- 1 box yellow cake mix
- 1 can sweetened condensed milk
- 10 crushed Oreos
I bet you’ve seen recipes like the one above…
but is it REALLY a RECIPE?
Or just CONVENIENT?.
Or does it make you want to rant:
“That is NOT a recipe!”!
One of my homesteading goals is to one day say, “Everything I eat is made from scratch.” Nothing from a box, and minimal store-bought goods.*
I started out thinking if I quit buying anything in a package, it would not be there to easily eat, and I would make the effort to prepare home-made meals every time. I just ended up skipping meals, and that’s not smart for someone with wavy bloody sugar levels. Quitting cold-turkey was not the answer.
So, I got smarter, listened to what other people were doing, and one by one organized foods ahead of time that my husband or I could just whip together:
- Meatloaf, chicken breasts, diced chicken;
- Tomato sauce;
- Sliced sweet potatoes coated in coconut oil;
- Garden veggies: carrots, corn, green beans, parsnips, diced onion;
- Soups and broths;
- Whole/sliced fruits & freezer jam (strawberry, raspberry, pear, grape, plum);
- Zucchini carrot cranberry “sunshine” muffins for breakfast;
- Chocolate pumpkin muffins for dessert;
- Pear and plum kuchen (a cake heavy on eggs and fruit);
- Burritos with fresh tortillas and various fillings (egg, bean, meat, etc.);
I first tried a vegetable mix by canning several vegetables together. When my mom and I were heating up the pressure canner, we realized that corn took over twice as long as green beans or carrots in processing time. Whoops!
By freezing instead, the foods maintain freshness and color. The only inconvenience is that it must thaw out. If using plastic, the bag can be ripped off and the veggies quickly heated up in a pan of water. If you want to avoid plastic for many of the above items, try glass jars topped off with water, and frozen (at an angle to prevent breaking).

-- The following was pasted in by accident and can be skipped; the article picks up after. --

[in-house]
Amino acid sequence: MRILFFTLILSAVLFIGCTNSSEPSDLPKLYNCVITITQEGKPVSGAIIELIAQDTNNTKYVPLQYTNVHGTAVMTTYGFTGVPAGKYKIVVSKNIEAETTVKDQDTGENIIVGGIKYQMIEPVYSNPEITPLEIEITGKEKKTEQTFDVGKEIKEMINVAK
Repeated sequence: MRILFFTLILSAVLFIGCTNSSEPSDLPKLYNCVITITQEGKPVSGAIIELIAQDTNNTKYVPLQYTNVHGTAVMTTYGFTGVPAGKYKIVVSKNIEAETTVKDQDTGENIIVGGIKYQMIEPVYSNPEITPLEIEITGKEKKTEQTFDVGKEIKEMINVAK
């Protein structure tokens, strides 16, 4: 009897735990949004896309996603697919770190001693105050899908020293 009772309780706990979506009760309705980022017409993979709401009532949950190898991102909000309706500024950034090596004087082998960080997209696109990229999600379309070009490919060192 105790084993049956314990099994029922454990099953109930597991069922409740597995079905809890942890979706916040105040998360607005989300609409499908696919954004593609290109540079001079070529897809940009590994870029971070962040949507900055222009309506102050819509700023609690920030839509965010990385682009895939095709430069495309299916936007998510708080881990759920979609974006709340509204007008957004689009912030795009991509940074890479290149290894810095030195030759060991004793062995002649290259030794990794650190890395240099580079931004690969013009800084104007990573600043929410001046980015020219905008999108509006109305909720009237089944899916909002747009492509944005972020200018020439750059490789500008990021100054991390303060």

If you have the fruit and vegetables and time, home-canned goods are perfectly delicious & tender. Dried fruit lasts a long time and makes a great treat when your sweet tooth flares up. We also save a lot of money by not having to buy orange juice. Cherry, pear, apple, and grape are fun alternative juices.
Don’t underestimate your location: I kept onions, garlic, and squash stored year-round in Maryland. Here, in cold Washington, our basement keeps above freezing, stays dry, and works well for storing onions, squash, apples, garlic, potatoes, and seeds. Cheese can easily be aged in a refrigerator if sealed in a coat of wax (we shred and freeze softer cheese, like Mozzarella).
Outside, we bury our carrots for year-round sugary treats (cut off green tops, layer with 1 foot mounded dirt, then a thick layer of straw, and cover with a tarp. Dig up as needed. The further into winter, the sweeter they get!) Everyone that tries my dad’s carrots says they are “The Best!”
Stock up on products that you will use over a long period of time. The more variety of foods prepared, the more variety my family enjoys. Sauerkraut, pickles, mustard, brined feta and kefir all last indefinitely.
I never have to buy cultured milk products now, because I can use milk kefir to make many products, just by straining the kefir to desired thickness. (Extras always go to the happy pigs.)
- When baking, make a double/triple recipe and freeze the extra in small portions. For example, make a triple batch of muffins and put 5-6 muffins in each quart freezer bag. Mix two batches of cookies, bake one, and roll the other into a log sealed in waxed paper to freeze for fresh cookies later. That way you can take out enough for just a few days and have more variety in your diet;
- If you do not trust your hens for winter egg supply, stock up on baked goods for the freezer while you have the eggs to make them! I have been told eggs can be frozen, but we have not tried that yet. (We froze a bunch of foods with eggs in them, and you know how that goes…prepare ahead and then find out your hens don’t slow down laying!)
- *Regarding foods purchased: Our zone 5 climate obviously does not grow certain products such as coffee beans, lemons, or coconuts and we do not have the acreage for a wheat field. Therefore, we try to buy those products responsibly by purchasing fair trade, organic, local, & heirloom.
I hope you can take from my family’s ideas to come up with some ways of preparing more foods for your household.
Likewise, if you have some great ideas on how to simplify food preparation, please comment and share with us!